Sydney's NYE Fireworks WILL Go Ahead, RFS Says

The Rural Fire Service has confirmed Sydney's annual New Year's Eve celebration will go ahead as planned, fireworks and all.

"The Sydney Harbour fireworks have been approved to proceed tomorrow," the RFS said in a tweet on Monday evening.

"The NSW Rural Fire Service and Fire and Rescue NSW are assessing a number of other Total Fire Ban exemptions."

The decision comes in the wake of heated debate over whether it was disrespectful to hundreds of Australians who had lost their homes in a horror start to bushfire season.

Many local councils across the country have canned their own fireworks events, in some cases choosing to donate funds to fire relief funds instead.

Travis Johnson


Here's Why The Sydney Harbour Fireworks Should Happen

On the surface, it seems like a sober, responsible call.



Pyrotechnicians Say They've Lost 'Half' Their Work As Councils Cancel NYE Fireworks

Calls for an end to New Year's Eve firework displays across the country have cost the industry 'half' its work in at least one state this year, a pyrotechnician has claimed.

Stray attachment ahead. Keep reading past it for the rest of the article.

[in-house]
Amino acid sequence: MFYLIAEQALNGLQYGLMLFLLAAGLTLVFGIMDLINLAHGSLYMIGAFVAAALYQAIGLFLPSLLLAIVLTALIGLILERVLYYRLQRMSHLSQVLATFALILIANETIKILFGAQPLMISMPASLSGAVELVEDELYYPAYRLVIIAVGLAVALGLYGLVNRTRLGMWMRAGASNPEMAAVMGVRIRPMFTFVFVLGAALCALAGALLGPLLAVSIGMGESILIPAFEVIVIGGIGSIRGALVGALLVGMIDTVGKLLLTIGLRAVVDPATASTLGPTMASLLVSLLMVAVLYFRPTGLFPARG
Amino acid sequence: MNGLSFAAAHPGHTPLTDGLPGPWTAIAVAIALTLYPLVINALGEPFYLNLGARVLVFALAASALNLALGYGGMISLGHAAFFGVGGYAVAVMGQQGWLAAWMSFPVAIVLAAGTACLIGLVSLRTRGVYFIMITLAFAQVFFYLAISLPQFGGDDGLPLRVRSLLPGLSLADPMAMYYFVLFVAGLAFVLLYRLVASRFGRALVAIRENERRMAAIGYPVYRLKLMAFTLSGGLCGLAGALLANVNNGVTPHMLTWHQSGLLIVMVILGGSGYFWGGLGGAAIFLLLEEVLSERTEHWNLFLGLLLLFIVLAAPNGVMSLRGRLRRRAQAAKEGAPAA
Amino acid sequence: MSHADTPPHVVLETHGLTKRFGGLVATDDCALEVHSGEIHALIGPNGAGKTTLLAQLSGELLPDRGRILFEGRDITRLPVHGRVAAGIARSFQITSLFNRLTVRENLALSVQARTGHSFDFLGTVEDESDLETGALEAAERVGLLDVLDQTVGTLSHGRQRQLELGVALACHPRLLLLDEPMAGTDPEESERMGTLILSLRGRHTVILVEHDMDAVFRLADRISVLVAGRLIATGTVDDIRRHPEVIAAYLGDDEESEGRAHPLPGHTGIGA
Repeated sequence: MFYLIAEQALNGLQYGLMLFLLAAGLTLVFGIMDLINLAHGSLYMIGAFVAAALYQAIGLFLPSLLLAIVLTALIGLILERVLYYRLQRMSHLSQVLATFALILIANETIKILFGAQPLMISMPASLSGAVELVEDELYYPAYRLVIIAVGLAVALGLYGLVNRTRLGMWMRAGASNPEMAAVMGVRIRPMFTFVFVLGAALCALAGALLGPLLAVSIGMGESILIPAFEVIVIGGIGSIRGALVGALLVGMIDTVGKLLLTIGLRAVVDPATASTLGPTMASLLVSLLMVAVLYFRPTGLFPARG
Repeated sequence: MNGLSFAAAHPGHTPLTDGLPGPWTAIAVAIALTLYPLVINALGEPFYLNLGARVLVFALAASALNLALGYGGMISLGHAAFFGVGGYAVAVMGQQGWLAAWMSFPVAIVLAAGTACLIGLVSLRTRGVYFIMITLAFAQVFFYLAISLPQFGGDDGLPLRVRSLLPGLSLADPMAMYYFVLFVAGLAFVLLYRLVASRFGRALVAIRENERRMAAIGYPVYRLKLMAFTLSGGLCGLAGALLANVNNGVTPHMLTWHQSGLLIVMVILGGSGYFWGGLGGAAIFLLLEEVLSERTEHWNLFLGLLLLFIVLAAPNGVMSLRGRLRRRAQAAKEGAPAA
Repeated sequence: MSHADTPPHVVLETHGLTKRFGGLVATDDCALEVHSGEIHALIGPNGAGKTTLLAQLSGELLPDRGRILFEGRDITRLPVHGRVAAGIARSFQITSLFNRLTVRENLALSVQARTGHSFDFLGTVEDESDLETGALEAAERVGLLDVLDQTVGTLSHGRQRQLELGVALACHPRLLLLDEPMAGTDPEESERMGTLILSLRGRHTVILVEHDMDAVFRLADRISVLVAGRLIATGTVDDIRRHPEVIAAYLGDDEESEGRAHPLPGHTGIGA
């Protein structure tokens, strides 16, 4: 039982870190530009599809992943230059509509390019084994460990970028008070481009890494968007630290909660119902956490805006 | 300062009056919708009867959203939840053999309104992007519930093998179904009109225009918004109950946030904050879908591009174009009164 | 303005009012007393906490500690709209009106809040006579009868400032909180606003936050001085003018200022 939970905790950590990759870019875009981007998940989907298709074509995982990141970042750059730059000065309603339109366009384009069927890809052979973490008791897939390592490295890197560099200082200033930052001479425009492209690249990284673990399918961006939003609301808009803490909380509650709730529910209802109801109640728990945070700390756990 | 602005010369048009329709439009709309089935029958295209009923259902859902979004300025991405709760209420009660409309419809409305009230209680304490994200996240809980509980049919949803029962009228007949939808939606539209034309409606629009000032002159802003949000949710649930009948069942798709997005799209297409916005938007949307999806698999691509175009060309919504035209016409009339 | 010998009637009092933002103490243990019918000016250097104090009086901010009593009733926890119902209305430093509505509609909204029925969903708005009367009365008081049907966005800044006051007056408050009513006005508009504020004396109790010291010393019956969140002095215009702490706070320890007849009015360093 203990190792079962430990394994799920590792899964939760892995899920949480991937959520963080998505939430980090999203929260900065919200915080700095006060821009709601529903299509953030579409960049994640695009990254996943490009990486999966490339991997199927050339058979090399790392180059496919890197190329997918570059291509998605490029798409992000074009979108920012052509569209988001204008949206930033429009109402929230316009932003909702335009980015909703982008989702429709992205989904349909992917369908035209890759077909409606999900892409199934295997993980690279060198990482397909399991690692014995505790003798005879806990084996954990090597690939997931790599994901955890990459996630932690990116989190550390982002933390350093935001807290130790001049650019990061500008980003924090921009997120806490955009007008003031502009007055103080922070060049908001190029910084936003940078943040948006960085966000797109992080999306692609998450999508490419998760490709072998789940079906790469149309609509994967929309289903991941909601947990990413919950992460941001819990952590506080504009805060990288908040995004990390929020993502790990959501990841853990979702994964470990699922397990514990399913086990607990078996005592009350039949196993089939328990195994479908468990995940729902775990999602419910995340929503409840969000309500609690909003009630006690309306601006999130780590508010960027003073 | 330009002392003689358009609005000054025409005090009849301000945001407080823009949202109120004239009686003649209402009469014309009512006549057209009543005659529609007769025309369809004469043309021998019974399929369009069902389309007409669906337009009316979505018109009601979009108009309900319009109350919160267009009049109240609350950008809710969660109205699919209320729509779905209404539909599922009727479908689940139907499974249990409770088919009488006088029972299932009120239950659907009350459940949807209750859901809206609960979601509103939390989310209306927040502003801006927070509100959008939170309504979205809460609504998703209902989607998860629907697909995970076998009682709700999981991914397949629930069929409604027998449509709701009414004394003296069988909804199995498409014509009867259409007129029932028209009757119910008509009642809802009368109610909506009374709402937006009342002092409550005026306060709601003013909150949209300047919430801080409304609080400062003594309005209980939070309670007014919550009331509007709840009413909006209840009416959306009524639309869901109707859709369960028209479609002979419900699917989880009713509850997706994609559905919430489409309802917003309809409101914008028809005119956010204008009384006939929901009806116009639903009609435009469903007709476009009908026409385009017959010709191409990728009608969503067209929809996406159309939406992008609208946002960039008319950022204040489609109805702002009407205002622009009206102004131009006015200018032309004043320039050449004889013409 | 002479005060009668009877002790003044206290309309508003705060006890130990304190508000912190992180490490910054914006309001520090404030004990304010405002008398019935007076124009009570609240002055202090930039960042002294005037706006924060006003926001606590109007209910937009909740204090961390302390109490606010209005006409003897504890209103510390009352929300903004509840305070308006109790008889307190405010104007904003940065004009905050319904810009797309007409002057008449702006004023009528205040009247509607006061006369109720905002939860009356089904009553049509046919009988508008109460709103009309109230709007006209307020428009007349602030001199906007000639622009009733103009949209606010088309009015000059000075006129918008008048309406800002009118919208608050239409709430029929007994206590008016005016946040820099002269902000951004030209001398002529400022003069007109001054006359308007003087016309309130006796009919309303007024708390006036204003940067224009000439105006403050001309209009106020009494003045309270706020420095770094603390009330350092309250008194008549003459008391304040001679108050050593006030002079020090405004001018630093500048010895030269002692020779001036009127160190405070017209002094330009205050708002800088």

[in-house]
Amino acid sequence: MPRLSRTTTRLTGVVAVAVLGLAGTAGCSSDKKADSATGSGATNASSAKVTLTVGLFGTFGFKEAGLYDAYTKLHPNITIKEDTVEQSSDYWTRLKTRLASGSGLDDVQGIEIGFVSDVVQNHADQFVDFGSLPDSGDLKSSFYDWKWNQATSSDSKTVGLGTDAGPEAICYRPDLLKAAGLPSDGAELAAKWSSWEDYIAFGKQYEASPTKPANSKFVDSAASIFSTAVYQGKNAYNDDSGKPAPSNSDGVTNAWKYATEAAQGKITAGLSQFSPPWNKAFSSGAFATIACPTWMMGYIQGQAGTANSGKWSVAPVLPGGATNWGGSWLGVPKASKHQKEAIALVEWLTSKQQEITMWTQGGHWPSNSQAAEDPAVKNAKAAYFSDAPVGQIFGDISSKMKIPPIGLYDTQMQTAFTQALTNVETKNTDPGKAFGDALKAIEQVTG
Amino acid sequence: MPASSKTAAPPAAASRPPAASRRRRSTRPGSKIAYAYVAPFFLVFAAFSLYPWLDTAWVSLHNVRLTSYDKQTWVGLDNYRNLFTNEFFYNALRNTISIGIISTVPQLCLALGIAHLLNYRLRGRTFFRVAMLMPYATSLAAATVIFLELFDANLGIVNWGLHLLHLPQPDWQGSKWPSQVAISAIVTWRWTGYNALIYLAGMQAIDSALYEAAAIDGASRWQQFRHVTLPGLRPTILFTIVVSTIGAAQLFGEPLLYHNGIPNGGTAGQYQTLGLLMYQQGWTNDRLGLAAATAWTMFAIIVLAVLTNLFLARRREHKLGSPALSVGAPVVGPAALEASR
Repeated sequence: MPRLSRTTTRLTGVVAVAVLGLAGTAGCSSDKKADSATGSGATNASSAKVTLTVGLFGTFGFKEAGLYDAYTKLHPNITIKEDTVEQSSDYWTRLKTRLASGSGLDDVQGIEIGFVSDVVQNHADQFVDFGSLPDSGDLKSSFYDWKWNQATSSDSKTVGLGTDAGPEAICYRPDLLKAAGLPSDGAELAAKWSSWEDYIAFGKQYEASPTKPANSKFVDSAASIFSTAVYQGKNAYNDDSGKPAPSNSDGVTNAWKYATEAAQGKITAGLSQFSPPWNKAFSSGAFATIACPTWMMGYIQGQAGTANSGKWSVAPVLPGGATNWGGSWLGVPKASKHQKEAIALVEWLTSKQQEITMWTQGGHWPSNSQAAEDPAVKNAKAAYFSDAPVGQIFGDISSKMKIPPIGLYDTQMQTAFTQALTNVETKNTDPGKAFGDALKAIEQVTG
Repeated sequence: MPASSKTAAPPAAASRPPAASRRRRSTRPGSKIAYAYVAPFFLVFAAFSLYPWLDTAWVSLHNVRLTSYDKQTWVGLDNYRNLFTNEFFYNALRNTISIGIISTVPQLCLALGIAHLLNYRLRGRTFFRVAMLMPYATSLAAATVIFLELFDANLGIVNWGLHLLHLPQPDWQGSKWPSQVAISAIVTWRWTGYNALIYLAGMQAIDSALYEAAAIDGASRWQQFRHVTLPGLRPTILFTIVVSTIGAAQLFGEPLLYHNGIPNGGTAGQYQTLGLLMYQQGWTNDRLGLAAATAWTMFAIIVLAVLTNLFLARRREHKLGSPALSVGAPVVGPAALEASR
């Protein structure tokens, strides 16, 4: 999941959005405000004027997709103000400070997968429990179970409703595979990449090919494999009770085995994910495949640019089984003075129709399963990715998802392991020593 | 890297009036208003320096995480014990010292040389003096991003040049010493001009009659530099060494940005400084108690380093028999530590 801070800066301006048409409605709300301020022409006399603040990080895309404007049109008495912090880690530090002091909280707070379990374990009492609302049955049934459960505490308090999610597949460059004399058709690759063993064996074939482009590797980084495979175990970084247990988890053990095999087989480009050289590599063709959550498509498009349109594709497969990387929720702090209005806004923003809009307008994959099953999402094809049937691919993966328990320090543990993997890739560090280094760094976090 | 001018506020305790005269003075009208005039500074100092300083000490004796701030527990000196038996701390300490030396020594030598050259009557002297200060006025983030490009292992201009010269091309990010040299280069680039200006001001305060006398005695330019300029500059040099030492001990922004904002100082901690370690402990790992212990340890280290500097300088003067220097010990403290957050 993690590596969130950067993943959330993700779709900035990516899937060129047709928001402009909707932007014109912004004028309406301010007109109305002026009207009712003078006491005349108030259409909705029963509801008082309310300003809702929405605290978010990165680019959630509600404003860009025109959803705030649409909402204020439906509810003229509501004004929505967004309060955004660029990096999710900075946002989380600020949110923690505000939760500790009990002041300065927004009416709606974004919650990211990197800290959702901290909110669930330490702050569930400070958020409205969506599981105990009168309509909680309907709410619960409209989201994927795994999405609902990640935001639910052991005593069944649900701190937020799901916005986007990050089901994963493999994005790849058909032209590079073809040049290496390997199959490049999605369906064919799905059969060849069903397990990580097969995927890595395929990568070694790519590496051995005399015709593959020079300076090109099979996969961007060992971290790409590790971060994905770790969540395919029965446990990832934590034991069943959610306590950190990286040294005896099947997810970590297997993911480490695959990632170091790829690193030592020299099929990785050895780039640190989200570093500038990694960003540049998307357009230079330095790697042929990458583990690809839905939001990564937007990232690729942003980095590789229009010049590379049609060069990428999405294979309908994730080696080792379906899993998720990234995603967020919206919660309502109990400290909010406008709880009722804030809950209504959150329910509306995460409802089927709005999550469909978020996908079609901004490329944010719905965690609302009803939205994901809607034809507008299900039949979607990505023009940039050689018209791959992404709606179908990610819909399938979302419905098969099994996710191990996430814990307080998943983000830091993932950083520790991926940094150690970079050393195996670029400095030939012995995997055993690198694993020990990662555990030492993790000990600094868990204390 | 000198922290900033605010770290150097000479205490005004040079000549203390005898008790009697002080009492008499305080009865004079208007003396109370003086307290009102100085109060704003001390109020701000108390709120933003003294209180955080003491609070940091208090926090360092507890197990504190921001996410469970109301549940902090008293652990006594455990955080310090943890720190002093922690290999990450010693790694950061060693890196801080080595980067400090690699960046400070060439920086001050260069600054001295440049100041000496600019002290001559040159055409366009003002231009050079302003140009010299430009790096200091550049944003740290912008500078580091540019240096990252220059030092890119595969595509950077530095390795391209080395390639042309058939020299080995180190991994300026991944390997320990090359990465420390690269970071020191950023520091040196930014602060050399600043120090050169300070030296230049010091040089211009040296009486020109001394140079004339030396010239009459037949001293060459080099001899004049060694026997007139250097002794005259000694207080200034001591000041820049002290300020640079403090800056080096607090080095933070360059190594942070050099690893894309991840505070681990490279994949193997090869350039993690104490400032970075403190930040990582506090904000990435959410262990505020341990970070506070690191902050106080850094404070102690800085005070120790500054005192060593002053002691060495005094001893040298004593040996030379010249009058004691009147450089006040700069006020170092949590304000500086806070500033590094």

Social media users have been quick to criticise the City Of Sydney for failing to cancel their own show - which is aired on television in countries around the world - and claimed it could pose a fire risk in such dangerous conditions.

Earlier on Monday, NSW Deputy Premier John Barilaro took to Twitter to say cancelling Australia's biggest annual fireworks event should be an "easy decision" as the "risk is too high".

"We must respect our exhausted RFS volunteers," he wrote on Twitter on Monday morning.

"If regional areas have had fireworks banned, then let’s not have two classes of citizens ... We’re all in this crisis together."

However, City of Sydney spokeswoman Tanya Goldberg said the council is of the "firm view" the event should proceed.

"Preparations began 15 months ago which means that most of the budget, largely used for crowd safety and cleansing measures, has already been spent," she told reporters on Sunday.

"Cancelling would have little practical benefit for devastated communities."

The state's premier Gladys Berejiklian supported the city's decision to go ahead with the fireworks.